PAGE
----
What you should know about automobile recalls.
Almost anything you can buy in today’s society, from cars to food to paint, can be recalled. When a vehicle gets recalled, it’s the manufacturer’s way of saying that there could be something about the make and model of that vehicle that presents a risk of injury or property damage. Even if your vehicle is operating well, it’s important to stay on top of recalls because they include necessary safety maintenance.
Keep in mind that not all recalls are safety-related (although most are). Automakers can issue recalls voluntarily or the National Highway Traffic Safety Administration (NHTSA) can impose a recall by court order. Typically, there are around 50 million cars recalled every year.
How can I check to see if my car has been recalled?
Generally, you will receive a letter saying that your car has been recalled and details on next steps to follow. If you think you’ve missed a letter or want to check up on any outstanding recalls, simply type in your car’s vehicle identification number into this online recall search tool. It will be able to tell you if your vehicle has any “open” or unfixed recalls.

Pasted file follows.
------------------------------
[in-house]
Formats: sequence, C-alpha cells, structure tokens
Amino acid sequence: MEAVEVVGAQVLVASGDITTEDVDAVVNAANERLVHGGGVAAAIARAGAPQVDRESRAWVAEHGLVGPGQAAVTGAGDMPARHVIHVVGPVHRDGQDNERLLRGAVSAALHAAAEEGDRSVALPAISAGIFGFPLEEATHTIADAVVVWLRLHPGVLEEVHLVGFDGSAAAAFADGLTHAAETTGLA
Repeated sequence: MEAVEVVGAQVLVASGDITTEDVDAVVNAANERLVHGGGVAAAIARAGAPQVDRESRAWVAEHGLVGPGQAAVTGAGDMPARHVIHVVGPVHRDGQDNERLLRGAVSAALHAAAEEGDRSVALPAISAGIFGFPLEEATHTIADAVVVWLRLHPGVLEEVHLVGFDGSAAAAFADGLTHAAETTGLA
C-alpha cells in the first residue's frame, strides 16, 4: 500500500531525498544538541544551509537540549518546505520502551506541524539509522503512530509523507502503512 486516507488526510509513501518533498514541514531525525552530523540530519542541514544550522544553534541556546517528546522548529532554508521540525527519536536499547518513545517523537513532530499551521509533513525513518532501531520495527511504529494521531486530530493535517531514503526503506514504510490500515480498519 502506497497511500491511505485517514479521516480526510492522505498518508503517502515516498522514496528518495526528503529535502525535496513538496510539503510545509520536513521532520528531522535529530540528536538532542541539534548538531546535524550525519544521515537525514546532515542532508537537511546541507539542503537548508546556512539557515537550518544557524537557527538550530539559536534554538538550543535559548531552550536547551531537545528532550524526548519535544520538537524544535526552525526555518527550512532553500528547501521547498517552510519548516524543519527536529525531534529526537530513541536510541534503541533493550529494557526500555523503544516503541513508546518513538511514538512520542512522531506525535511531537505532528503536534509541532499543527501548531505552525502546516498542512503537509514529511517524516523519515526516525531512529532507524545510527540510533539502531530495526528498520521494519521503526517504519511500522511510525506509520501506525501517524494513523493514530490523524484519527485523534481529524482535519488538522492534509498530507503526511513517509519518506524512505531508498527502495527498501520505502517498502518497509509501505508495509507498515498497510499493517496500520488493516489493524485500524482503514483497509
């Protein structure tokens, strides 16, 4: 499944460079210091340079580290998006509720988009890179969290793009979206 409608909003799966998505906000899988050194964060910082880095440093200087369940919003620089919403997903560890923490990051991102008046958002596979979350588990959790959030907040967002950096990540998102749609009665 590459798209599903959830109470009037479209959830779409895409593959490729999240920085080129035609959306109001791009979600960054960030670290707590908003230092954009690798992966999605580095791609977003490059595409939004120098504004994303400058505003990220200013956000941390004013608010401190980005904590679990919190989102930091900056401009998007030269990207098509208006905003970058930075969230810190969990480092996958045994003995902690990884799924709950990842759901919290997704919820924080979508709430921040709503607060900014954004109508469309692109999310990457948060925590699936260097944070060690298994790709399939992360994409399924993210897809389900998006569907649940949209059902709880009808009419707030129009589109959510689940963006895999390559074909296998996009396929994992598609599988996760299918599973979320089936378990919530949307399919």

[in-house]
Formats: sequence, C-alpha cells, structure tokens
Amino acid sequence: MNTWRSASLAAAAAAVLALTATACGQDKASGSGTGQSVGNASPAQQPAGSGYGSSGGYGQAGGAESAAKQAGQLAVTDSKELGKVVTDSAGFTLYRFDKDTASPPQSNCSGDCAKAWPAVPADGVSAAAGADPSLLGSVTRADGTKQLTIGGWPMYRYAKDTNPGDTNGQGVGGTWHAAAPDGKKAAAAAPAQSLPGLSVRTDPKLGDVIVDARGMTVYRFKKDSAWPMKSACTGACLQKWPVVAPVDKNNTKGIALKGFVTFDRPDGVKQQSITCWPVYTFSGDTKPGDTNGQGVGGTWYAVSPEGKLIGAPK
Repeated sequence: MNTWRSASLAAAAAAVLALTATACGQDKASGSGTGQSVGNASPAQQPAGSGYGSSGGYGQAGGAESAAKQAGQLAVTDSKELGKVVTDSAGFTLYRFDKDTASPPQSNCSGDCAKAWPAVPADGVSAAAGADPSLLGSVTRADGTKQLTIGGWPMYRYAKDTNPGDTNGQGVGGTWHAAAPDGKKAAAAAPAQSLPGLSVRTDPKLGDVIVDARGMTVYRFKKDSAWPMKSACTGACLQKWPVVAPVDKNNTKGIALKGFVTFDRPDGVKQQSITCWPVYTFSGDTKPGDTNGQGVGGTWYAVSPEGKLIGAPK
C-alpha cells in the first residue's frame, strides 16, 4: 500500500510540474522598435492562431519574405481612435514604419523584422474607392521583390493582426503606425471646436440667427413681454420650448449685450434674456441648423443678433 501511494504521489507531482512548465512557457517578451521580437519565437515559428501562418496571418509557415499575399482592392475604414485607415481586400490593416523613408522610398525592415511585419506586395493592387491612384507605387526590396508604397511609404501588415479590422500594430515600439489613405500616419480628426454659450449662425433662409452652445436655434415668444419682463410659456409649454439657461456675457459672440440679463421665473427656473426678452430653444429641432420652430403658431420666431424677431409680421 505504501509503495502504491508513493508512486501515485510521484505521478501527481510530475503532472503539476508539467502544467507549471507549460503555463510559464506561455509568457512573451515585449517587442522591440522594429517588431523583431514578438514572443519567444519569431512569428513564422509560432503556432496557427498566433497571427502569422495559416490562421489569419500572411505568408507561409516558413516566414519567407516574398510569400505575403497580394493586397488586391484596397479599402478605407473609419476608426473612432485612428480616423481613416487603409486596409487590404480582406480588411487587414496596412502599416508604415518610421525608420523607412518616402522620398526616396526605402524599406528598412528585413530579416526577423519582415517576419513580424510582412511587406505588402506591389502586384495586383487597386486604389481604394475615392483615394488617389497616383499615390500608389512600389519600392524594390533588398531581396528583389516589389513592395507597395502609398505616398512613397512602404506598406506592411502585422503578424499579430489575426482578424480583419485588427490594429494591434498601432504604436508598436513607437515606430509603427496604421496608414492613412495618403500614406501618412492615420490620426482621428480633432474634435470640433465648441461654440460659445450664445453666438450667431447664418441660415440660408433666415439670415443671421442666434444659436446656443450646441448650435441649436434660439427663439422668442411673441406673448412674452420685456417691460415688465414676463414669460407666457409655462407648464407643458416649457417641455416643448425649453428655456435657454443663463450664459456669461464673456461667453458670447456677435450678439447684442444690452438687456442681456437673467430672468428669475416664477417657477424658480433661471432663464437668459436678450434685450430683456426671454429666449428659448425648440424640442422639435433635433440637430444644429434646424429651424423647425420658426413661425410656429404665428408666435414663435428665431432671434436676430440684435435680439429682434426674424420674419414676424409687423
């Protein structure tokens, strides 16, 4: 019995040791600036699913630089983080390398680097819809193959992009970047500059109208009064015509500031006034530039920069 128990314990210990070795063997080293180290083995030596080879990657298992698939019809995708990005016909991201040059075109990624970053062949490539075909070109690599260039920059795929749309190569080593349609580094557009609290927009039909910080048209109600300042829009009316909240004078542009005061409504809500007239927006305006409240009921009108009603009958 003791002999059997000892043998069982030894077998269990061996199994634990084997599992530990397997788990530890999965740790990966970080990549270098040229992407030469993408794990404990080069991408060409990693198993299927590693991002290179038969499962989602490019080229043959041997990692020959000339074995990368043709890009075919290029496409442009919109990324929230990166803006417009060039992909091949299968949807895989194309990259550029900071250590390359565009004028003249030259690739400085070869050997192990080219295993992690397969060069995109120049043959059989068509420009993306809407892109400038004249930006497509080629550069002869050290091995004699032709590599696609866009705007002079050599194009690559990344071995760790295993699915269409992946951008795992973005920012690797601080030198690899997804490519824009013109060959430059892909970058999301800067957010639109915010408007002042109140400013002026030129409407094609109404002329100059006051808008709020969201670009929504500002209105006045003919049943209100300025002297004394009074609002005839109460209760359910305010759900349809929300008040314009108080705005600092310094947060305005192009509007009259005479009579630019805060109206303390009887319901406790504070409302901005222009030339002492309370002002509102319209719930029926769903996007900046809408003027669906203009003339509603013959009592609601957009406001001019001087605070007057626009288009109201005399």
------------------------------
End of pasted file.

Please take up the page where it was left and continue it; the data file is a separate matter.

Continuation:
There’s an issue with my car. How can I get it recalled?
You can file an online vehicle safety complaint with NHTSA – only if it related to vehicle safety. If it is something else, such as excessive oil consumption or rust, it’s a good idea to go to your automaker first.
Is there a deadline for me to get repairs made?
Safety recalls are effective for the life of your car. However, there is one exception – tires. NHTSA says that you need to get the necessary work completed within 180 days of notification if it relates to tires.
Are recalls free?
Although most recall repairs are free, not all are. Cars older than 15 years old are not required to have a free recall, although most automakers will often provide the fix complimentarily.